Wednesday, May 22, 2013
"Doubly-even self-dual linear binary error-correcting block code," first invented by Claude Shannon in the 1940's, has been discovered embedded WITHIN the equations of superstring theory!
Why does nature have this? What errors does it need to correct? What is an 'error' for nature? More importantly what is the explanation for this freakish discovery?
The most obvious conclusion for this discovery is Intelligent Design
For more from Dr. Gates visit SciTech Media:
Dr. S. James Gates - Does Reality Have a Genetic Basis?
Sunday, May 12, 2013
(click to enlarge)
Philadelphia has long been a hot bed and center point for Afrakan cultural rebirth. From some of the earliest openings of Yoruba temples to the decades-spanning Odunde festival (which is upcoming next month), the African American Museum to numerous Afrakan centered schools Philly now hosts some of the biggest names in the Afrakan centered community. All to be held at the Imhotep Charter School, the Afrocentricity International conference promises to be an event of imapact.
Wednesday, May 08, 2013
The effects of climate change in Afraka are clearly visible in the regions surrounding Lake Tukana. The damming up of the Omo River in Ethiopia, which once fed Lake Turkana, hastens the decline of the Lake which once provided wealth and nourishment. Moreover, climate change from the West's excessive carbon emissions results in rainfall that comes sparingly every two years. Drought and famine are causing wars between villages for scare resources, where once a lush environment provided for the regions inhabitants. Efforts to stop the complete disappearance of both the river and the people it once sustained are underway...
Friday, May 03, 2013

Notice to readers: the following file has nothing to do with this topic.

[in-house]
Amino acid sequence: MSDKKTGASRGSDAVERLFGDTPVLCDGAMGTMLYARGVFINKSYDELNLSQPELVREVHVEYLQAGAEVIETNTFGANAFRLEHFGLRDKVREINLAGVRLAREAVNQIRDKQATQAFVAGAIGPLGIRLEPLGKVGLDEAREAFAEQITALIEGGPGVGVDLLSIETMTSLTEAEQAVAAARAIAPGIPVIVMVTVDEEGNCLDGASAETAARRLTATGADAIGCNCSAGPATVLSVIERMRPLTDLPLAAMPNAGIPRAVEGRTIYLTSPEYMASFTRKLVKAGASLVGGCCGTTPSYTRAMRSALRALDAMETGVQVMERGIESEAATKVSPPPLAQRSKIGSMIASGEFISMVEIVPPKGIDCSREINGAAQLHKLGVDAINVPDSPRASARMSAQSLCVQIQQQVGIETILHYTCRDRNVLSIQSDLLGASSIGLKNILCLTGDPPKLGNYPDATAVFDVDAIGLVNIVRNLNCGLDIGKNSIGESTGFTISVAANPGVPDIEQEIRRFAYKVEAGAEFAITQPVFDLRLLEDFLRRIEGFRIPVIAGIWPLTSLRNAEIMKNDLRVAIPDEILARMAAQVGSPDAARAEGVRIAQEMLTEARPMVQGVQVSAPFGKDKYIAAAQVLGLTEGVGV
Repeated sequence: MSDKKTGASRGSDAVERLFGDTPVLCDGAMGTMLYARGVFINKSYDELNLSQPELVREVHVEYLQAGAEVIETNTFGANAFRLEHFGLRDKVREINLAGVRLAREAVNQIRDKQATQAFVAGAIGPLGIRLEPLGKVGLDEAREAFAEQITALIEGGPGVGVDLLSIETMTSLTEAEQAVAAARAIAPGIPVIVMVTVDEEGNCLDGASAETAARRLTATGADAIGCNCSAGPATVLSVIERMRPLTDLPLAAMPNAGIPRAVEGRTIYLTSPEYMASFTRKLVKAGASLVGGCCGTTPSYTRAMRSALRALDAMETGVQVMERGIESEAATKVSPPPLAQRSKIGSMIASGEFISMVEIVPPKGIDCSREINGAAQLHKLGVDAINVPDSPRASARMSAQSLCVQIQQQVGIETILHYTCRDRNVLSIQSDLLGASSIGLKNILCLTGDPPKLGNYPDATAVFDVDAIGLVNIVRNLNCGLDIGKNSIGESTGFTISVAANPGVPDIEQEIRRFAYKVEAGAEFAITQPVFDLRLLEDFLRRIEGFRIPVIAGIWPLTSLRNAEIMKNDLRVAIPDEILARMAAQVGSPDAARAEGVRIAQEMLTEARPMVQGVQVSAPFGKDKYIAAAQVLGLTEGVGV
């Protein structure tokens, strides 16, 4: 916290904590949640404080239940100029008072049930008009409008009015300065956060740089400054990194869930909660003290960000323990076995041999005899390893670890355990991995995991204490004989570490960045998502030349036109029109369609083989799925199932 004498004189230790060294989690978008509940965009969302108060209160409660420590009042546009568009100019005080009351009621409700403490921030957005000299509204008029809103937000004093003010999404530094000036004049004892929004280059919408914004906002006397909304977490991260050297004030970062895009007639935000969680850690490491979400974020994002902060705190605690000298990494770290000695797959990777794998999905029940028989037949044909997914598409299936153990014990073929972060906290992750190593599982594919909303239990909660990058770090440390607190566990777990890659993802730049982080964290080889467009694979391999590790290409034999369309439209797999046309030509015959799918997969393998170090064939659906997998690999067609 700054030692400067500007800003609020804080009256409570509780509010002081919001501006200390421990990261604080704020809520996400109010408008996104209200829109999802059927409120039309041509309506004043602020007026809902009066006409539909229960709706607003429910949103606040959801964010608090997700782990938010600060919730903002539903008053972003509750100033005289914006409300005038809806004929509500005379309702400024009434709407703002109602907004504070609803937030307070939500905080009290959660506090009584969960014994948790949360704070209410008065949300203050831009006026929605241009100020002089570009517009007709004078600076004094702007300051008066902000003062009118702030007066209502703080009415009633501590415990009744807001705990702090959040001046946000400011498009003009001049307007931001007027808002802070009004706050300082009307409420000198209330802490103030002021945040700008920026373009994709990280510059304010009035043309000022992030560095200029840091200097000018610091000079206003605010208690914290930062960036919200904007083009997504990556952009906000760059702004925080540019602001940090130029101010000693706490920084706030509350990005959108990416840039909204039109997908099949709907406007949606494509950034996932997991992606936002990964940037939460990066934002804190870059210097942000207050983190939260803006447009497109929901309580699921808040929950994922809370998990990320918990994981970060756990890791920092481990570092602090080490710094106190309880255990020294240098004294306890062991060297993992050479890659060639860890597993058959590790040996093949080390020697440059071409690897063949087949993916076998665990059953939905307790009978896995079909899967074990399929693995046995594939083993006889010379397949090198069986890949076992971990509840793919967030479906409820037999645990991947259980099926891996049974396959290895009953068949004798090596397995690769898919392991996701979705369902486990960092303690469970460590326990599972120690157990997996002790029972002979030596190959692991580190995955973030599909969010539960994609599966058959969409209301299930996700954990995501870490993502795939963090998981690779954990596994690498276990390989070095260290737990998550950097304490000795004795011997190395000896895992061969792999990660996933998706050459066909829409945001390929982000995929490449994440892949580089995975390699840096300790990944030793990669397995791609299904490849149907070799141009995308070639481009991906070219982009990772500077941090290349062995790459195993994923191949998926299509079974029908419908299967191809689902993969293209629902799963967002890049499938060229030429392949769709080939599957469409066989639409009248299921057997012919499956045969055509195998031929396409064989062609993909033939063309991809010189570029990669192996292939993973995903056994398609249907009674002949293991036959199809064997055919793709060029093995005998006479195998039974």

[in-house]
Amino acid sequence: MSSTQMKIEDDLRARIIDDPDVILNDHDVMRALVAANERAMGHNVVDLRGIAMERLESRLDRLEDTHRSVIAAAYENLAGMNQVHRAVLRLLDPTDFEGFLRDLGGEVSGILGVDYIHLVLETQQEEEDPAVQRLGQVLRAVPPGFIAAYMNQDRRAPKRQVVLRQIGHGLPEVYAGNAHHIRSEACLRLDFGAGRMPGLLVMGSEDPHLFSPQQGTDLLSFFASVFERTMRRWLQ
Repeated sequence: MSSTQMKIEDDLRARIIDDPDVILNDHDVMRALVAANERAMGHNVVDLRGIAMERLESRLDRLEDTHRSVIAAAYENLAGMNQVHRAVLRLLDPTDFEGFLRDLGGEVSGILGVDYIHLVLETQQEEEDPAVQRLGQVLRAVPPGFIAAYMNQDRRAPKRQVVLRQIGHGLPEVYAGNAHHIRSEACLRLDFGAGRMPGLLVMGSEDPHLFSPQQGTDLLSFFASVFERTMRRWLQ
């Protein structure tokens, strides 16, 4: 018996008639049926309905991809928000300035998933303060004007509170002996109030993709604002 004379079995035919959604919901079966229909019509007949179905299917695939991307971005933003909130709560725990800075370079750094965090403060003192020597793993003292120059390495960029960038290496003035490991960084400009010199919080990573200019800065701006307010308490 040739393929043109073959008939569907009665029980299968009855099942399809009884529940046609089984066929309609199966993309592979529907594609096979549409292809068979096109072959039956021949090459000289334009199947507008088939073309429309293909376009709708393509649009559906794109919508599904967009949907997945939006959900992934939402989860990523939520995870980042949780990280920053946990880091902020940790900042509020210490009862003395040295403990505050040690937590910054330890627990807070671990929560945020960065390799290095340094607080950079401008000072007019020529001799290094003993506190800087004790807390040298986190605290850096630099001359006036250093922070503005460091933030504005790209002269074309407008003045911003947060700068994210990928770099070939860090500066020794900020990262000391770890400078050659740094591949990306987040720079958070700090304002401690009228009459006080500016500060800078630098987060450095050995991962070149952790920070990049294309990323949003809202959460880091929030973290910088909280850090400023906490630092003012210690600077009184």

The sixties was one of the most impactful decades for Afrakan people the world over. Afrakans were seen freeing their countries from colonial rule, fighting for Civil Rights, developing Black Power organizations and exploring the cultural mores that uniquely defined themselves. It was a time when Afrakans could reach for the stars and maybe even touch them.
Such was the case when Mkula Nkoloso a schoolteacher in Zambia declared "We're going to Mars!" Written in a 1964 newspaper article Nkoloso saw Afronauts beating Cosmonauts and even Astronauts in the space race. Here is an interesting article of what follows.
"Our rocket crew is ready," continued Nkoloso, explaining that his aspiring troupe of space explorers had been gearing up for their interstellar journey in the headquarters of the academy he'd set up on the outskirts of Zambian capital Lusaka.
From within what he called the "Academy of Sciences and Space Technology," Nkoloso had been studying Mars through telescopes and rigorously training his would-be Afronauts.
|Still courtesy "Afronauts" a film by Frances Bodomo|
Matha Mwambwa would be the first woman to go to space accompanied by an unnamed missionary and two specially trained cats informed Nkoloso, the director of the space academy.
The program failed to receive a $7 million grant Nkoloso had requested from UNESCO and as such was not taken seriously by the government of the newly independent Zambia.
In 2010, photographer Cristina De Middel was searching for "unbelievable stories" for a new personal project she was hoping to develop.
Fascinated by Nkoloso's visionary and dreamy perspective on life, De Middel set about creating an imaginary documentation of his elusive endeavors some 50 years ago.The result is "The Afronauts," an arresting photo book.
Throughout, facts and fiction are intertwined as part of an intriguing narrative which challenges viewers' perceptions about what's real and what's not.
Her speculative pictures exude a feeling of nostalgia and sympathy, celebrating the audacious and naive spirit of a past era where grandiose dreams were not limited by circumstances.
De Middel says, the extraordinary tale of the forgotten Zambian space program presented a chance to talk about Africa from a different perspective.
"The only honest approach I could do to that story was documenting my cliché, and that's what I really wanted to do, because, in a way, I was raising awareness of the existence of that cliché and what we expect from Africa," she says.
"Not only because the story is positive, in terms of African people having dreams, but also evidencing what we expect from Africa in terms of aesthetics and behavior."
edited and taken from a CNN article by Teo Kermeliotis
In related news: Frances Bodomo revisits the Zambian Space Program in the film entitled Afronauts. Heres the trailer...
Thursday, May 02, 2013
Nigerian animator Adamu Wazi has produced an educational cartoon to teach children about African culture. Tired of African children watching only imported cartoons that didn't reflect their lives, Waziri decided to do something about it.